• The Reef Palace - when leaving the theater in the direction of the promenade, you pass through a large courtyard in the western part of which there are pillars facing the sea.  This was the inner courtyard of the guest wing of Herod's magnificent palace.  The palace consisted of two stories for guests and residents.  Another part of the palace was built at the western end of the courtyard, on the marine reef - a sort of peninsula protruding out to sea.  Standing at the edge of the courtyard, looking westward, one can see some of the remains of the palace, parts of which are submerged in the sea, and one can image the glory and elegance of the place.  Although Herod was never in Caesarea, some researchers attribute the palace to him, and they assume that it was one more of his splendid buildings.  Others argue that the palace may even not have been built in Herod's day, since it is too close to the large public buildings in the city (the theater and the hippodrome), and Herod, who was naturally suspicious,  would not have built a private palace in such proximity to public buildings.  It is possible that governors who came to the city after the time of Herod's reign lived in the palace because they preferred the dynamic life in Caesarea over the monotony (in their opinion) of Jerusalem.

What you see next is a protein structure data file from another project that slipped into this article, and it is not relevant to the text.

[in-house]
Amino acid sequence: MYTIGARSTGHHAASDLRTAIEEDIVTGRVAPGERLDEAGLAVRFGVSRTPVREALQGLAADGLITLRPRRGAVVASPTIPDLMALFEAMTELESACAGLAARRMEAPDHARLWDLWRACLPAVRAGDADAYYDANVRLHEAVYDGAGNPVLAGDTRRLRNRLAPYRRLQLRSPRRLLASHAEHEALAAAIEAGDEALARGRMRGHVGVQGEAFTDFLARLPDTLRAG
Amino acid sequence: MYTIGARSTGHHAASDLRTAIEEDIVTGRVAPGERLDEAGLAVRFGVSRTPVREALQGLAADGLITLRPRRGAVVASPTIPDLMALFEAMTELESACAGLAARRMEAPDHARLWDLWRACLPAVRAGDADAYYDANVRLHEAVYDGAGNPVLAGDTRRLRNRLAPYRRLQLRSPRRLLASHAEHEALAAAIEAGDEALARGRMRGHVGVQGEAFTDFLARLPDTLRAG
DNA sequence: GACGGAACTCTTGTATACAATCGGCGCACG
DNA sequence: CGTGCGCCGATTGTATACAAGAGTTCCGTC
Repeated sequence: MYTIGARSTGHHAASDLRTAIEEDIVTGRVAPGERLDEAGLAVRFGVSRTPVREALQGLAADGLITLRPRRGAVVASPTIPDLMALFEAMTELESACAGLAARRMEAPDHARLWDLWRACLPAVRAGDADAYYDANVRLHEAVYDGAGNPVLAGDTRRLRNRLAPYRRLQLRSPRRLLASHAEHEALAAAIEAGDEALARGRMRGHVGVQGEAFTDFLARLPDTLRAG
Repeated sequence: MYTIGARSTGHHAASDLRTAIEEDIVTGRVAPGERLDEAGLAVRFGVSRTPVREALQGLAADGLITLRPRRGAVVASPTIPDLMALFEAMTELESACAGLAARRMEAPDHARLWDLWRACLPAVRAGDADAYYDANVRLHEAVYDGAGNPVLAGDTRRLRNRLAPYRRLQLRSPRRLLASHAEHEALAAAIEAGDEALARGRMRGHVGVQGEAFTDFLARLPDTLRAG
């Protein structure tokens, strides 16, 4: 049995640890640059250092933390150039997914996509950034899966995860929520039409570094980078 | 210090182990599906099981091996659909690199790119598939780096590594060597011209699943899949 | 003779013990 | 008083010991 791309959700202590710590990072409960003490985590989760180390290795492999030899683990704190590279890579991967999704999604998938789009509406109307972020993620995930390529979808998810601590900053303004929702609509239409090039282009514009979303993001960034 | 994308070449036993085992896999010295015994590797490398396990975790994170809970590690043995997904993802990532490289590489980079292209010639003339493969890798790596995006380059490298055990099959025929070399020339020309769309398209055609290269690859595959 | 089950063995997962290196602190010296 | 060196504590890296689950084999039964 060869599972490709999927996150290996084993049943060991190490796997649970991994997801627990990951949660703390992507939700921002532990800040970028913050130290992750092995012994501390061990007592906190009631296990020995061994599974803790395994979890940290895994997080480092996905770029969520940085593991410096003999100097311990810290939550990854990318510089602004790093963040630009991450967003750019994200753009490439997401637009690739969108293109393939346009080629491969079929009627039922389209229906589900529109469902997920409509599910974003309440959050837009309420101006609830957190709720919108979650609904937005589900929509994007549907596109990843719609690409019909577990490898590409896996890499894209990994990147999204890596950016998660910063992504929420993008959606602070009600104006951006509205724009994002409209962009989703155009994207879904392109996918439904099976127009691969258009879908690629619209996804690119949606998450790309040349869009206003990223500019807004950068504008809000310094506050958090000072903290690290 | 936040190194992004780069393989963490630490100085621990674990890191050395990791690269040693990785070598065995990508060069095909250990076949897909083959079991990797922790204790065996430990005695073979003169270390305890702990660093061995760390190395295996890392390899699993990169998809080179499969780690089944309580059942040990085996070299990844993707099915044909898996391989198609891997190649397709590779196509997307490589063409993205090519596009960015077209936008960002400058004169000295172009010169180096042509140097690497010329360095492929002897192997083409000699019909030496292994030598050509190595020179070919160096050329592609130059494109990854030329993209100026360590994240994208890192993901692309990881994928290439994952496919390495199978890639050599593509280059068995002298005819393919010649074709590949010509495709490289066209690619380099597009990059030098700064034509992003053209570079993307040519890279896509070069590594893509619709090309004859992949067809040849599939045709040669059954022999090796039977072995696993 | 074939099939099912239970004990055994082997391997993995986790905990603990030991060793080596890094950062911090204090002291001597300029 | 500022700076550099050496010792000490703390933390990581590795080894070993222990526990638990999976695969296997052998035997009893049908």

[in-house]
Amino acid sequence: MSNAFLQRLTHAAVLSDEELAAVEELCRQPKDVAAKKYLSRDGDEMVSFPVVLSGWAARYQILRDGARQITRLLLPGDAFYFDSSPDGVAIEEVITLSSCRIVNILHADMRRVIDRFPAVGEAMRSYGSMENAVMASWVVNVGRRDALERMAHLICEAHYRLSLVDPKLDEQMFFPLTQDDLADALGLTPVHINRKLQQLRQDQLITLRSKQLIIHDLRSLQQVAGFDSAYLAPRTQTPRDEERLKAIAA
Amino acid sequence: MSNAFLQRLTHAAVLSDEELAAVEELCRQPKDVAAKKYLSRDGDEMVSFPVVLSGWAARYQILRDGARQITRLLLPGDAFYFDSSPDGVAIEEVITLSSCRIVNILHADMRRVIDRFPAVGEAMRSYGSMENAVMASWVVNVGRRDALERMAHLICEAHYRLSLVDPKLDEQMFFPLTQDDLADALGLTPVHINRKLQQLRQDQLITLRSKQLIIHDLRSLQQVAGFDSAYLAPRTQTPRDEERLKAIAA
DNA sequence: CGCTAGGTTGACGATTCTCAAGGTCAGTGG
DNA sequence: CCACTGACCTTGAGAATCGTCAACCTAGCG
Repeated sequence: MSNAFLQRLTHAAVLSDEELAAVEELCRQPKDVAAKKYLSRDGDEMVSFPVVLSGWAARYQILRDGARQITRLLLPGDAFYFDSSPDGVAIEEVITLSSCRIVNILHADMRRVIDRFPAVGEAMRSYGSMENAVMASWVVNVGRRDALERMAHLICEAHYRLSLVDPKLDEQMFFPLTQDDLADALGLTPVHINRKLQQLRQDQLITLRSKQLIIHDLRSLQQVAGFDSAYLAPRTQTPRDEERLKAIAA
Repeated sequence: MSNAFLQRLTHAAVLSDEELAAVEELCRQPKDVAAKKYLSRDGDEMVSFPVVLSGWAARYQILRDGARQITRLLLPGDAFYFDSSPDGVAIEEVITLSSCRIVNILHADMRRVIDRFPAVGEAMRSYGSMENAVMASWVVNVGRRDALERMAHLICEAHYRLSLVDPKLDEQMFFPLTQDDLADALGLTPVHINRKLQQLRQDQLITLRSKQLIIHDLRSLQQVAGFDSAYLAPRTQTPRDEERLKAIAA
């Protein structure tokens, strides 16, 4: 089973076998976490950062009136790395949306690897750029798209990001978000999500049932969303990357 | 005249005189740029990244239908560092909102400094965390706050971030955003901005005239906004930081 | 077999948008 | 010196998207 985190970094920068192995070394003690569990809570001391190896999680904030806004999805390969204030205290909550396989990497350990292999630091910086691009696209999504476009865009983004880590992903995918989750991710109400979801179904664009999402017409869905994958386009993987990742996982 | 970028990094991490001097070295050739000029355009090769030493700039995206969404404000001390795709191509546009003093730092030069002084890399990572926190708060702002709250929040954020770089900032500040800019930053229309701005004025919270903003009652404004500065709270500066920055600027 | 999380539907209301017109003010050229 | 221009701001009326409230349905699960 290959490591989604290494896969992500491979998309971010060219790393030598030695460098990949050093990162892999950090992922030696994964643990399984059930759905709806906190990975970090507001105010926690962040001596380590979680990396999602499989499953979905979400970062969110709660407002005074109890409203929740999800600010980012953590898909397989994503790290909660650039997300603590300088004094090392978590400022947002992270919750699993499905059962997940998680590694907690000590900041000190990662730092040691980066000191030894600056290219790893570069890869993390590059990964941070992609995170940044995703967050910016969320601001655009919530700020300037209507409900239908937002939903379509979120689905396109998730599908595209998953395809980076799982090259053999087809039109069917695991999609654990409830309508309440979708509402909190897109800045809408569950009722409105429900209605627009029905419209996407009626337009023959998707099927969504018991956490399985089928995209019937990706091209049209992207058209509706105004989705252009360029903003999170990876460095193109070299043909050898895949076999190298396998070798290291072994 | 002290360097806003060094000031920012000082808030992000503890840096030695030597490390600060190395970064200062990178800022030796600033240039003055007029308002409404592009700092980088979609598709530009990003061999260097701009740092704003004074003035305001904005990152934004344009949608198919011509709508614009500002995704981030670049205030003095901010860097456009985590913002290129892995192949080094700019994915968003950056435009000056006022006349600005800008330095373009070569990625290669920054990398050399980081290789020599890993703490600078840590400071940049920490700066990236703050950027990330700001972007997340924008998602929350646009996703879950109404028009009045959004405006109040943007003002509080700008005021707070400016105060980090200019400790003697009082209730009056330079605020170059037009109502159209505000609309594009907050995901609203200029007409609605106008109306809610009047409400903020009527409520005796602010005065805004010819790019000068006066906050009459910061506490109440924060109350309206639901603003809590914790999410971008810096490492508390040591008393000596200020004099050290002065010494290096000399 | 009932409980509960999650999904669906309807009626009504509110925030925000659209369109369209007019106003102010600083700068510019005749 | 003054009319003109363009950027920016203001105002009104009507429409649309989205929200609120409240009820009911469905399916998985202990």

The palace fell into ruin over the years and very little is left of it.  On the reef there are the remains of a swimming pool that had been excavated in the Kurkar rock in the sea, and a layer of hydraulic plaster tells us that the pool contained fresh water.  The pool was apparently in use in periods when aqueducts were bringing water to the city.  The pool is one more proof of the insatiable hedonism of the aristocrats.  A mosaic floor was also found alongside the pool, as well as a ritual bath (Mikveh) from the late Roman period.

       
    • The "Caesarea Experience" display - a cinematic "time travel" through the history of Caesarea, through which visitors are introduced to various periods in the annals of the city and the cultures that ruled it.  

       
    • Archaeological Park - when leaving the theater in the direction of the sea, the visitor passes through a very impressive display of archaeological items that were found all over the park and are now displayed to the public with explanations.  The majority are architectural elements, among them pillars and capitals, gravestones, sculptures, etc.  The delicate carvings, the careful chiseling and the excellent artisanship are evidence of the city's luxury.
  • The Crusader gate - the north-eastern entrance into Caesarea is through a reconstructed monumental structure - the Crusader gate.  This gate is part of an even more impressive system of fortifications built by the ruler Louis IX.  The system included a moat and glacis, a high wall and sophisticated indirect access gates (twists and turns) which prevented direct entry into the city and exposed intruders to potential injury from inside the city.  Standing inside the gate and looking upward, one can see a cross-shaped stone at the center of the arch.
     
  • "Time Travel" displays - three displays that endeavor to demonstrate the history of Caesarea to visitors to the national park: